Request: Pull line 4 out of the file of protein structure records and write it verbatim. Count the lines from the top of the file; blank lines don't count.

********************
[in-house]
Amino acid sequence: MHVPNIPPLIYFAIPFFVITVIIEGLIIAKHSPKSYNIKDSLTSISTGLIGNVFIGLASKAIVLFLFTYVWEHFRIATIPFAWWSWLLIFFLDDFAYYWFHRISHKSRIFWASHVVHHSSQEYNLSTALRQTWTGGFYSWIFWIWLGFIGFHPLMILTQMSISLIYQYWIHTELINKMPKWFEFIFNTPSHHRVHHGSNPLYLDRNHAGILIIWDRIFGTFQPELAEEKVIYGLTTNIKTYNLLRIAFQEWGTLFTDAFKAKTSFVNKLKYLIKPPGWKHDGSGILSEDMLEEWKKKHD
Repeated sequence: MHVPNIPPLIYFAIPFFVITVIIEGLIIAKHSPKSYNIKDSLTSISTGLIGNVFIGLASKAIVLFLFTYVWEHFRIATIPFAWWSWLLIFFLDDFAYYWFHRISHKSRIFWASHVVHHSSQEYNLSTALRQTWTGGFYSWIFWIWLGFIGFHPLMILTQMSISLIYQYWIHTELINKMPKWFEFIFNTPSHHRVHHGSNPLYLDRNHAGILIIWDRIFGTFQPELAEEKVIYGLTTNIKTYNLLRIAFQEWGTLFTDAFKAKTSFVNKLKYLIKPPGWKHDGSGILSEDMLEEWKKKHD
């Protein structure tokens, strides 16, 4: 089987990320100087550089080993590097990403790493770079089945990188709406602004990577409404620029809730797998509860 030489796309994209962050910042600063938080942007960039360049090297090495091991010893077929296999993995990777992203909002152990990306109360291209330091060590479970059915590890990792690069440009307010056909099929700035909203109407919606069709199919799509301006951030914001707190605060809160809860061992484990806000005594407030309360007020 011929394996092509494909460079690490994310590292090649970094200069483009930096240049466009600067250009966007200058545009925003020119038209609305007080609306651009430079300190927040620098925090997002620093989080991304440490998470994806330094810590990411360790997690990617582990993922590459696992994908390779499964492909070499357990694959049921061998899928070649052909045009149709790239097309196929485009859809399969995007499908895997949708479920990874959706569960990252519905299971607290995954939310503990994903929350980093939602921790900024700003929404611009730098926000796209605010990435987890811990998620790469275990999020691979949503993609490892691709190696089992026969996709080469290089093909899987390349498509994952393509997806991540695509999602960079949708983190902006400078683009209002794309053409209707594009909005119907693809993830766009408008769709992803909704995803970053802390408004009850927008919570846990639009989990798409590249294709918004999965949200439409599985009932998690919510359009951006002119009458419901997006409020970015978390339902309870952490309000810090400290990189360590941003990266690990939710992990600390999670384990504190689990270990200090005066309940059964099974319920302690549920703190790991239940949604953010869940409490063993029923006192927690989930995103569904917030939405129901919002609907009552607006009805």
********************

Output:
């Protein structure tokens, strides 16, 4: 089987990320100087550089080993590097990403790493770079089945990188709406602004990577409404620029809730797998509860 030489796309994209962050910042600063938080942007960039360049090297090495091991010893077929296999993995990777992203909002152990990306109360291209330091060590479970059915590890990792690069440009307010056909099929700035909203109407919606069709199919799509301006951030914001707190605060809160809860061992484990806000005594407030309360007020 011929394996092509494909460079690490994310590292090649970094200069483009930096240049466009600067250009966007200058545009925003020119038209609305007080609306651009430079300190927040620098925090997002620093989080991304440490998470994806330094810590990411360790997690990617582990993922590459696992994908390779499964492909070499357990694959049921061998899928070649052909045009149709790239097309196929485009859809399969995007499908895997949708479920990874959706569960990252519905299971607290995954939310503990994903929350980093939602921790900024700003929404611009730098926000796209605010990435987890811990998620790469275990999020691979949503993609490892691709190696089992026969996709080469290089093909899987390349498509994952393509997806991540695509999602960079949708983190902006400078683009209002794309053409209707594009909005119907693809993830766009408008769709992803909704995803970053802390408004009850927008919570846990639009989990798409590249294709918004999965949200439409599985009932998690919510359009951006002119009458419901997006409020970015978390339902309870952490309000810090400290990189360590941003990266690990939710992990600390999670384990504190689990270990200090005066309940059964099974319920302690549920703190790991239940949604953010869940409490063993029923006192927690989930995103569904917030939405129901919002609907009552607006009805």